Reading the Faces of Business

By David Ryback, Ph.D.

Would you be better off if you could accurately read the faces of your customers, clients, even bosses and associates?  The answer is obvious.  The more easily you can read others’ emotions, the more comfortable you’ll be with your own authentic feelings.  Reading others’ faces more accurately allows you to gauge what feelings would be appropriate to share in any given setting, whether it involves sales, managing others or working as a team.  Remember, it’s not being authentic with your feelings regardless of the context.  Rather, it’s being sensitive to the context and then choosing how to share your authentic feelings sensibly and appropriately.  That fine distinction makes all the difference.

Let’s look at some research on emotional communication.  Charles Darwin focused on two basic emotions when he studied animals across the board—smiling approval and frowning disapproval. More recently, scientists have come up with about a half-dozen basic emotions: happiness, sadness, anger, fear, disgust and surprise.  (That’s not too far from Dr. Seuss’ analysis:  glad, sad, mad and bad.)  Some emotions, such as a smile indicating happiness, can be faked and often is, in the effort to provide a social lubricant when things get tense, or even as a polite demeanor in the absence of any true emotion.  Paul Ekman, guru of emotional recognition, has been able to distinguish between the two.  In the false smile, the eye areas are not engaged, the smile is less symmetrical and may disappear relatively suddenly.  But many of us—at least those without emotional intelligence—can hardly detect the difference since it is so subtle in appearance.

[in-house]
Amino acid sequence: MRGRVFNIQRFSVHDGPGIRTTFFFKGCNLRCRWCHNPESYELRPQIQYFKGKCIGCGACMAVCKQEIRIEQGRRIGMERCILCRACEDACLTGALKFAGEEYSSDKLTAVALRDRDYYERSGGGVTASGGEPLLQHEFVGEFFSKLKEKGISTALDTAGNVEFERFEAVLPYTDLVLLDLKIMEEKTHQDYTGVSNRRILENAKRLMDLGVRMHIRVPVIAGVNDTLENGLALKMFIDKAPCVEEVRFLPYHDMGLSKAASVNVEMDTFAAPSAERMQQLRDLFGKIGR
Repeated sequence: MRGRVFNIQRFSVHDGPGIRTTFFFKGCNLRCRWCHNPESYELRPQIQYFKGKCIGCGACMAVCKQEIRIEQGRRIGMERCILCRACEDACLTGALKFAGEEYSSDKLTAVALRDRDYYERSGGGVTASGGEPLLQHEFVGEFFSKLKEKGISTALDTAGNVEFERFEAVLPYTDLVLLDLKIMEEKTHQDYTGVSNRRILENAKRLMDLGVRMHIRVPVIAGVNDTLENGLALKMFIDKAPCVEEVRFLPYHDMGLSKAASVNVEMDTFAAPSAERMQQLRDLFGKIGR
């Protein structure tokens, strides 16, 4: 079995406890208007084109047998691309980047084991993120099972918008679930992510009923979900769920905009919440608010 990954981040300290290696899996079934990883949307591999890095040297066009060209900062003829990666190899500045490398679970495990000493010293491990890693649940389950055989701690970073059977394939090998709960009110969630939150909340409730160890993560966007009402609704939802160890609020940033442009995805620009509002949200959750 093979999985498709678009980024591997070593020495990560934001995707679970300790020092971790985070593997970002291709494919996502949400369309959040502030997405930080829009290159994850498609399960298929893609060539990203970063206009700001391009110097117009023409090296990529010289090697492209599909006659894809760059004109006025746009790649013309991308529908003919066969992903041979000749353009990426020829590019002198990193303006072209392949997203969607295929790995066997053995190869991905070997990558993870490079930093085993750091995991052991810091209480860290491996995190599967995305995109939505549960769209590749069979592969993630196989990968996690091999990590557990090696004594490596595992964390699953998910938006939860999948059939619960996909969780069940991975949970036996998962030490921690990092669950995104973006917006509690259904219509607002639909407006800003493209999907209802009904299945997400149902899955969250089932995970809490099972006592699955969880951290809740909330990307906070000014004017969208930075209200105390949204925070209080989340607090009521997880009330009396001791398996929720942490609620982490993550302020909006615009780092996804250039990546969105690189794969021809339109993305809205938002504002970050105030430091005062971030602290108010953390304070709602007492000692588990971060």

But anyone with access to the workings of the brain would see a significant difference.  When deception takes place, different parts of the brain are activated.  Lying is an effortful process involving much activity in the thinking prefrontal cortex of course but also emotional activity in the limbic system, much more so than someone being truthful about something, who doesn’t have to work so hard at keeping in mind two sets of data—the truth and the lie.  When lying takes place, says Scott H. Faro, Director of Temple University’s Functional Brain Imaging Center, “there is not just one center in the brain.  Multiple areas are interacting.  There’s more activity and more interactions that occur during a lie than in truth telling.”


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